Asked if the party could lose all three key tests it faces – the Hartlepool by-election and the mayoral races in the West Midlands and Tees Valley – the shadow foreign secretary replied: “Anything is possible.”
Ms Nandy suggested Labour was encountering a cool response from voters on the doorstep, who were only “glad you’ve come because I’m thinking about it”.
“For a party that lost our entire base in every nation and region of the UK just over a year ago, that’s not a terrible place to be,” she told Times Radio.
The comments will be seen as expectation management before the elections on Thursday, but Labour has been genuinely alarmed that it is failing to win back its lost voters.
It is almost unthinkable for a mid-term government to win a seat in a by-election, especially one mired in sleaze allegations, but the Hartlepool result is on a knife-edge.
In the wider Tees Valley, the Conservative mayor Ben Houchen – whose victory in 2017 was early evidence of his party’s march into Labour areas – is the favourite to win again.
And, in the West Midlands, the former John Lewis boss Andy Street has successfully modelled himself as a new-style Tory not beholden to No 10 and keeping the HS2 project on track.
Ms Nandy said: “We’re not going to take anybody for granted. We always expected these elections would be difficult for us.”
But she added: “Nevertheless, it does feel, as I’ve been out in different parts of the country including in Hartlepool twice in the last few weeks, that something has shifted.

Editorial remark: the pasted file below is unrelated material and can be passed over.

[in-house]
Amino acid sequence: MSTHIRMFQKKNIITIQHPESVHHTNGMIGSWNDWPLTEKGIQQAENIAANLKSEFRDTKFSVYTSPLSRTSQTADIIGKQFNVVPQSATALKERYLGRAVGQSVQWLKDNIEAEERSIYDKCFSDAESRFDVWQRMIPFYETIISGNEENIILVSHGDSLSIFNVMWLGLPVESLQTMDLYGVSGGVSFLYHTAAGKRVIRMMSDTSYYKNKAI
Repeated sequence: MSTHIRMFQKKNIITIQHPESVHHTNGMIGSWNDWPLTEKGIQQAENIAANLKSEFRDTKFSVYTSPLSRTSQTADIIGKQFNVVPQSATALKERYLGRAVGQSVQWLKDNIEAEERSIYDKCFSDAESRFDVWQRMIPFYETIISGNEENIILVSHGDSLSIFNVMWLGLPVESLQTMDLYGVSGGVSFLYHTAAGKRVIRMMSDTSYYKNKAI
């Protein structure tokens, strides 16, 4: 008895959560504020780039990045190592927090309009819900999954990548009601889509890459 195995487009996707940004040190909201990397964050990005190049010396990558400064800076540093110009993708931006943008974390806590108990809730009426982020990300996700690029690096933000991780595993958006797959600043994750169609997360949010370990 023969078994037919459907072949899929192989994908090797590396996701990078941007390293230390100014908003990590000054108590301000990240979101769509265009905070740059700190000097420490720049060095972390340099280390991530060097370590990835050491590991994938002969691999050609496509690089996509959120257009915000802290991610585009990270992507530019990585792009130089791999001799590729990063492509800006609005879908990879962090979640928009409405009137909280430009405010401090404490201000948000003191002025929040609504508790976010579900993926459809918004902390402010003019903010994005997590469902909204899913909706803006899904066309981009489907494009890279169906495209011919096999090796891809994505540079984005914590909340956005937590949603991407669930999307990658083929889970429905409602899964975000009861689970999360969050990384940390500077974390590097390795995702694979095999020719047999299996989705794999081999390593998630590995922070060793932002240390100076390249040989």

“People have noticed that Labour is under new management and they appreciate it. They are really quite frustrated with the Tory government and the numerous allegations of sleaze and misconduct.”
There is some evidence of the polls narrowing ahead of election day, one finding that more voters now believe Mr Johnson is corrupt and dishonest.
The Opinium survey for The Observer showed the Tory lead falling from 11 points to 5, after a week when the prime minister was also under for reportedly saying he would rather see “bodies pile high” than order another Covid-19 lockdown.
A Sunday Times poll found survey his party’s lead nationwide had fallen sharply, with the Conservatives on 40 per cent, only one point ahead of Labour.
The elections are the first since the pandemic struck – last year’s having been shelved – and represent the first electoral test for Sir Keir since he became Labour leader in April last year.
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